How Far Will Canadian Real Estate Prices Drop?

Here is Canadian real estate market update to focus on Vancouver value.

  • National home sales were down 3.9% on a month-over-month basis in September.
  • Actual (not seasonally adjusted) monthly activity came in 32.2% below September 2021.
  • The number of newly listed properties edged down 0.8% month-over-month.
  • The MLS® Home Price Index (HPI) declined by 1.4% month-over-month but was still up 3.3% year-over-year.
  • The actual (not seasonally adjusted) national average sale price posted a 6.6% year-over-year decline in September.
Home sales recorded over Canadian MLS® Systems fell by 3.9% between August and September 2022. From May through August, month-over-month declines have been progressively smaller. The September result marked a slight increase in the current sales slowdown that began with the Bank of Canada’s first rate hike back in March.

While about 60% of all local markets saw sales fall from August to September, the national number was pulled lower by the fact markets with declines included Greater Vancouver, Calgary, the Greater Toronto Area (GTA) and Montreal.

The actual (not seasonally adjusted) number of transactions in September 2022 came in 32.2% below that same month last year and stood about 12% below the pre-pandemic 10-year average for that month.

The number of newly listed homes edged back a further 0.8% on a month-over-month basis in September. This built on the 6.1% and 4.9% declines recorded in July and August, respectively, as some sellers appear content to stay on the sidelines until more buyers are ready to get back into the market. It was an even split between markets where new supply was down in September and those where it increased, with the biggest declines in the GTA offsetting the largest gains in British Columbia’s Lower Mainland.

With sales down and new listings seeing minor change in September, the sales-to-new listings ratio eased to 52% compared to 53.6% in August. The September 2022 reading for the national sales-to-new listings ratio was back on par with those in June and July, and only a little below its long-term average of 55.1%.

There were 3.7 months of inventory on a national basis at the end of September 2022, up slightly from 3.5 months at the end of August. While the number of months of inventory still well below the long-term average of about five months, it’s also up quite a bit from the all-time low of 1.7 months set at the beginning of 2022.

The Aggregate Composite MLS® HPI edged down 1.4% on a month-over-month basis in September 2022, not a small decline historically, but smaller than in June, July and August.

Breaking it down regionally, most of the recent monthly declines had been in markets across Ontario and, to a lesser extent, in B.C. The standout trend in August and September was that quite a few of those Ontario markets saw monthly price declines get stopped in their tracks, mainly in the Greater Golden Horseshoe. In a few markets prices even popped up a bit between August and September.

The non-seasonally adjusted Aggregate Composite MLS® HPI was still up by 3.3% on a year-over-year basis in September, a far cry from the near-30% record year-over-year gains logged in early 2022.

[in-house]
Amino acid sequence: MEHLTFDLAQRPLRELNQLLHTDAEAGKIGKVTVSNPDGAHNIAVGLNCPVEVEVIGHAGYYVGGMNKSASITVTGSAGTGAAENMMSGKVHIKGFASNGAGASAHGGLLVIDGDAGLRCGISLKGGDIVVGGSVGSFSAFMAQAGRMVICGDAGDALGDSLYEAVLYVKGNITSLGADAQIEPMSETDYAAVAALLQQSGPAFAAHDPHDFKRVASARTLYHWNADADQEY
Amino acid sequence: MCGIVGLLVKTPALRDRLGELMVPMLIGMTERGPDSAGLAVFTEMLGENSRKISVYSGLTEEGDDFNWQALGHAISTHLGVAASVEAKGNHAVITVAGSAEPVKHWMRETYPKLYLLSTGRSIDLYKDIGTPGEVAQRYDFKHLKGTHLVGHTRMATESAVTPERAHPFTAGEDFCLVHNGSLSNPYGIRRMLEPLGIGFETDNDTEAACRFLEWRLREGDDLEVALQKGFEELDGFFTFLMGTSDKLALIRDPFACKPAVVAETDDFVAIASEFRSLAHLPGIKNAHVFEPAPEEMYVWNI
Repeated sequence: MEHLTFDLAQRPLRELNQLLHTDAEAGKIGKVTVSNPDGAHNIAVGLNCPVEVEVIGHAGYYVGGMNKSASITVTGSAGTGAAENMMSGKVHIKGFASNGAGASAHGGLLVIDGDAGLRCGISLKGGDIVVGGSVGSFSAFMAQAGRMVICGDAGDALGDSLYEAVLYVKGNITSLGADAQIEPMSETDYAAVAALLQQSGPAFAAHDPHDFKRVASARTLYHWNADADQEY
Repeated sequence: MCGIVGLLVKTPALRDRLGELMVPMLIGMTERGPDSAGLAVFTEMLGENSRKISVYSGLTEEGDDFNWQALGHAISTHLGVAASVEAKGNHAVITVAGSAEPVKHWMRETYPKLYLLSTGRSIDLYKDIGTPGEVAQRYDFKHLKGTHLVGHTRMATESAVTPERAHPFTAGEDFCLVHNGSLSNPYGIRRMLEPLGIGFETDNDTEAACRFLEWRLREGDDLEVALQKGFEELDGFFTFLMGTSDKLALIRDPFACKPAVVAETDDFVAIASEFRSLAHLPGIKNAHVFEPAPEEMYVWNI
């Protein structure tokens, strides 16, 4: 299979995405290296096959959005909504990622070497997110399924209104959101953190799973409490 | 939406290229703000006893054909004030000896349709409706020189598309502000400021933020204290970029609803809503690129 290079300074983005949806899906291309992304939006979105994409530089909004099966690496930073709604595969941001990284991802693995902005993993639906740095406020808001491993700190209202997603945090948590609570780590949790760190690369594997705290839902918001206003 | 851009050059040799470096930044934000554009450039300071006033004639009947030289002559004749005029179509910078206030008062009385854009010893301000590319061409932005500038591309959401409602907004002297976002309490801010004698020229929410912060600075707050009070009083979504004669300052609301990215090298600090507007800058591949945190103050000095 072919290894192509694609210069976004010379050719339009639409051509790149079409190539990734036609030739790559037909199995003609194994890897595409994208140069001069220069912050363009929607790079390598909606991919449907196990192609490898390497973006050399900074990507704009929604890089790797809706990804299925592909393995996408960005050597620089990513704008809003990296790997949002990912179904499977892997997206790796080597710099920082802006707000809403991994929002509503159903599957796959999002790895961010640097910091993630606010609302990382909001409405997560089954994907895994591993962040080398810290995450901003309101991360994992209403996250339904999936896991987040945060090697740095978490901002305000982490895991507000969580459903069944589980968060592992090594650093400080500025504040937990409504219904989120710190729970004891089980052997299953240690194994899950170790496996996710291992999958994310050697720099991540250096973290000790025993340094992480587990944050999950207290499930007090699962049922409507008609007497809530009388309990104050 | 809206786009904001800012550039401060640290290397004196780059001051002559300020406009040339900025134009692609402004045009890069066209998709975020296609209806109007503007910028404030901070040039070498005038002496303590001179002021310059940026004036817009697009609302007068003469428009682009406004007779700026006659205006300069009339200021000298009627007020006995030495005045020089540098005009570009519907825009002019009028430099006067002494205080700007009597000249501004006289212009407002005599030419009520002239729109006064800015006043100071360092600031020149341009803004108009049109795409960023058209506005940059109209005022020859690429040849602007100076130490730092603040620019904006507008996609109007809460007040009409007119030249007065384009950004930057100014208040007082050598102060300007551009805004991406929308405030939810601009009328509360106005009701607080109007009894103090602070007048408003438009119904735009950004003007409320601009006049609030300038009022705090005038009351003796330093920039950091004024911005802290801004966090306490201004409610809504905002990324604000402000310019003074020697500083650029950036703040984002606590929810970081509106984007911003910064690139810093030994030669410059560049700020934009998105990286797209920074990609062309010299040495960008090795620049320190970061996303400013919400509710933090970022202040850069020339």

Highlighting the September figures so for the sixth consecutive month housing sales on a seasonally adjusted basis declining. The September sales figure is the worst in three years again this is on a seasonally adjusted basis so the housing figures as we know continue to be really really weak. You know greater Toronto the largest housing market as we talked about before that's 20-year lows for the month of September greater Vancouver you know the third lowest august in 20 years outside of 2008 and 2012 obviously we know those were incredibly weak years from an economic perspective and so if you look at it we now have national house prices continuing to roll over. So the home price index which again is a seasonally adjusted is a hedonically adjusted benchmark it tends to lag which is important when you're understanding looking all these data figures. When you're reading the media headlines you know a lot of them will be talking about average house prices and those can be extremely volatile and then some of them will look at home price indexes. So it's important to understand what metric these media sources are referencing and I think that the home price index tends to lag but at least it gives us a smoother data point to look at so a 1.7% month-over-month decline is actually a very large move for an index like this. And so peak to trough we're now down 12% from the highs this year as people say well, you know 12% but 12% on the national level is actually very large it's very significant especially in this short amount of time. That we've had and so, if you actually look at this from a historical context this is the single largest decline in the home price index since the index was created in 2005 so again if you look at the chart you'll see that in 2008, 2009 during the global financial crisis Canadian house prices nationally declined by nine percent. So we're now at 12% and I think everyone can agree there's more downside to come in the very near term. So this is a historic correction that most canadians have actually not yet lived through and so just to give you some context you know a lot of people say okay well you know national house prices they need to go back to at least pre-pandemic levels to get to pre-pandemic levels. From my initial calculations here, you'd have to have the national house price index fall 38% from its you know from its highs and so just to give you some more context in the global financial crisis in the United States. The case-shiller index which is the equivalent in the u.s fell by 32 percent peaked trough and it went from basically peaked in I believe in 2006 and slid all the way before bottoming sometime in 2011, 2012. So it's hard to say how it's all going to play out but I think when we're looking at it and saying well if the US was 32% we have to be there. You have to keep in mind that this was a global financial crisis this was a systemic issue basically blew up the entire banking system across the world was almost the end of the existing monetary system as it was and in fact, it took us 10 years of zero negative interest rates and 10 plus years of quantitative easing aka central bank money printing and involvement in the bond market to basically keep the life on keep the monetary system on life preservation so to suggest that we're going to get there in Canada. I’m extremely skeptical unless you're predicting basically another doomsday event where the banking system essentially blows up again could happen certainly not my base case but I think more downside to come clearly as we still have what the markets are pricing another 50 basis points of rate hikes from the bank of Canada but even if the rate hikes stop and pause I think these rates are still too high with Canadians at these levels of house prices and levels of debt five percent mortgage rates are simply too high for the economy to stomach. So again keep in mind that moving forward that these home price corrections and how much prices need to fall just because they might not get to say 32 percent or 38% on a national basis doesn't mean you're not going to see that in certain pockets. And of course we're all aware that in certain suburban markets that had extreme amounts of froth you know the work from home movement pushing prices up we're already seeing 15% to 20% corrections in some of these very frothy suburban house markets so could those get to 30%, 35%, 40% corrections absolutely I think that's a reasonable probability. So we'll have to wait and see how that sort of shapes up so there's going to be certain pockets that are going to see steeper corrections more so than others but on a national basis you know we're already through the steepest correction. I think there's more to come but to say that you know we're going to have 30 plus percent corrections on a national basis remains to be seen as I think what's important to contextualize here is when we're looking at this by city. So if you look at it we have various price corrections across the frothiest markets and so you say well where's the highest house prices where's the most debt and most leverage that's clearly in the GTA (Greater Toronto Area)) which means the home price index peak to trough is now down 15% greater Vancouver obviously another area with I would say very excessive valuations down seven percent Ottawa down, eleven percent Montreal down, six percent and then you look at some of these pros these cities that have been flat for really several decades calorie now down two percent peak to trough so I don't think there's excessive valuations in some of these markets but another is they're obviously more ripe and more vulnerable to these steeper corrections so you know and again just to kind of quickly touch on Calgary someone said they're next they're going to blow up but it's like everywhere is going to blow up and I go well I mean that market is actually up 30% since 2007. So, you know over 15-year period that's 2% annualized growth which is actually below the rate of inflation below the rate below the rate of wage inflation. So to suggest that there's like you know bubbles in say Calgary for example I don't see that argument to say that there's over valuations and bubbles in the gta and parts of the greater Vancouver market fair assessment but that's kind of how I’m looking at now so you can see as rates are going up we are now seeing obviously the ramifications of that the bank of Canada is getting exactly what they want which is a household balance sheet recession. In fact, Canadian households in the third quarter lost nearly a trillion dollars of household wealth again you know wealth is somewhat fictitious because that's tied to their largest assets which is real estate but there was about a trillion dollars of wealth that was evaporated off of household balance sheets. It was the steepest drawdown for any quarter going back to the data series going back to I believe it was the 1980s so the household balance sheet recession is officially here and so when you obviously feel less wealthy you have less ability to tap into home equity to then use that to sort of pay off say other debts to go out and buy new cars new boats et cetera. So the wealth effect is real something the bank of it's something central banks talk about actively and so one way to reduce inflation is to hit households where it matters most which is their their net worth and so the bank's ultimate goal here to bring inflation down is to make everyone poor everyone a little bit less wealthy so you spend less into the economy. And that will obviously help to fix inflation over time and so that's kind of what we're looking at but there are ramifications of that again this is not tied to just the housing market as we can look and see the Canadian labor market. For example it just shed another 40,000 jobs last month they've now we've now seen three consecutive monthly declines in the labor market and interestingly enough a lot of this is actually hitting the construction market the construction industry shed 38,000 jobs last month it was the single largest one month decline since 2005. So we're starting to see the knock-on effects now slowly starting to filter through a lot of this data and keep in looking so I think the data is going to continue to deteriorate moving forward and so ultimately the question is how high do rates continue to go as we can clearly see there's this impasse now in these housing markets and people are asking what I do what's next how does this sort of shape up. Well I certainly don't have a crystal ball all we have to do is look at the housing affordability index and clearly see that houses have become extremely unaffordable yes we've seen price declines yes this is the largest national house price decline on record but rates are still so high that housing actually hasn't got any more affordable and so how does this resolve itself either it's going to resolve itself through lower prices or it's going to low resolve itself through a lowering of rates maybe mortgage rates go from five down to four and a half down to 4.2 as you get this economic recession and the bond market reprices economic growth. However that if probably is going to take some time don't have rates falling in the next one to two months so it's me and it could be a combination of both maybe prices drop a bit and interest rates fall with it to hopefully relieve some of that affordability index but the end of the day you are at this impasse and this is what the data is showing us that there is this this problem and so what we're seeing you know feet on the ground is yeah sales are incredibly weak. Buyers are wanting to wait but at the end of the day inventory is still pretty low because the inventory levels were picked dry over the last couple years so you're building you had a record low inventory base coming into this year it's going to take some time to build that inventory up. However we're seeing in parts of these markets in the gta and in greater Vancouver we had 20-year lows 20-year lows and new listings the sellers are kind of holding off. So you have a lot of people that bought you know 10, 15, 20 years ago that have tons and tons of equity, they don't like the prices today and they're opting just to hold still and sit pat and so there's kind of a bit of a tug of war and so the people that are looking for deals today there's really not a whole lot of inventory and so you're seeing actually a lot of the inventory that's on the market today is you still have sellers pricing things at February, March, April pricing and they'renot actually that realistic about selling. So they'll sit there on the market for two or three months with noprice reduction and very little negotiation room on the pricing you only have a small cohort of the market that's actually willing to trade at what the offers are coming in at so we have a very liquid market and we're actually seeing this very we're seeing very large discrepancies in pricing which means that okay you can see the odd house is maybe even getting more than one offer I think there's a cohort of buyers that I think are actually overpaying for some houses and you go wow that house traded it's too high price like don't these buyers know what the market conditions are and then you see other ones who go oh man that seller like he dropped his price three times in a month and took a low ball offer and basically reset that neighborhood so you're because when you have 20 plus year lows in housing sales in parts of these markets price discovery becomes extremely challenging and so this is kind of the environment that buyers and sellers are operating in and it's almost makes it difficult on a realtor an agent's business to try to price things. Because ultimately you have to sort of price it at a certain level where you think it should be give yourself that bit of room for negotiating and see how the market digests it again if you've got no offers you know five weeks on the market chances are you're too high and you got to cut your price and so but there's again there's only a certain cohort of sellers that are also open to engaging in that and there's a lot of unrealistic people. I think we'll probably start to see they'll reduce pricing over time but it might take them three, four, five months to actually reduce their price and then they're one step behind the market yeah they reduce their price but they reduce it by a couple percent but in during that time that they've reduced the market has continued to fall lower. So, keep in mind we're in this very liquid market, the housing market the data I think is continuing to deteriorate I think that inflation again my opinion is going to come down lower. I feel just to get on to this last little bit, this is the 1980s interest rates are going to continue to skyrocket you know remember when inflation was this high we had rates at 10, 15 plus percent. I just need to preface everything again you guys can go and do your own research but we have to remember that the 1980s government debt government debt to GDP was at 50 percent give or take was up to 50 of GDP today it's about 110 of GDP. So you've got the government balance sheets the sovereign balance sheets which are not the same shape as they were in the 1980s. You can't compare those the second more important one is corporate balance sheets in particular you can go household balance sheets household debt to GDP in the 80s was around 60 percent of GDP. Today it's at about 110 percent of GDP. So, you've basically got a doubling of household debt to GDP so this is not the 1980s this is not your granddaddy's inflation of the 80s these are much different environments. And so I would argue that the rate movements that we've seen which is a doubling in six months is actually are it's today's equivalent of what you know your granddaddy might have gone through in the 1980s. I would say that is our equivalent based simply on debt to GDP levels again. We've talked about it on the show but house global debt to GDP is at 365%. Okay so it's we've seen more than doubling of debt levels and you can use the same simple analysis right you go back to the 1980s and say okay well yeah mortgage rates got up to you know 15, 18% but you know house prices were a couple hundred thousand dollars that same house today is 1.8 million dollars and so when the rate moves from two to five. It makes a real difference and we've talked about it already on the show. If you have a million dollar mortgage today on a variable rate product you've seen your monthly payments increase year to day your monthly in payments have increased by a minimum of fifteen hundred dollars per month. So that is a material difference on household balance sheets and that's why we're seeing the reduction in wealth what one trillion dollars wiped off that's why we're seeing the job layoffs because that's going to trickle through into consumer spending all you have to do guys go on google go google fedex. Fedex news go look at the latest report from fedex huge miss on earnings stock price down 15% on the day basically talking about a global recession that their shipping volume is down tremendously because the global economy the consumer is incredibly weak and fedex serves some of the largest businesses. And so when their shipping volumes drop it really shows you I think real-time data not the lagging data that the government puts out but real-time data is the consumer is in a much worse position. And I think the data is showing but that will slowly filter through over the coming months so that's my thoughts could be wrong could be right.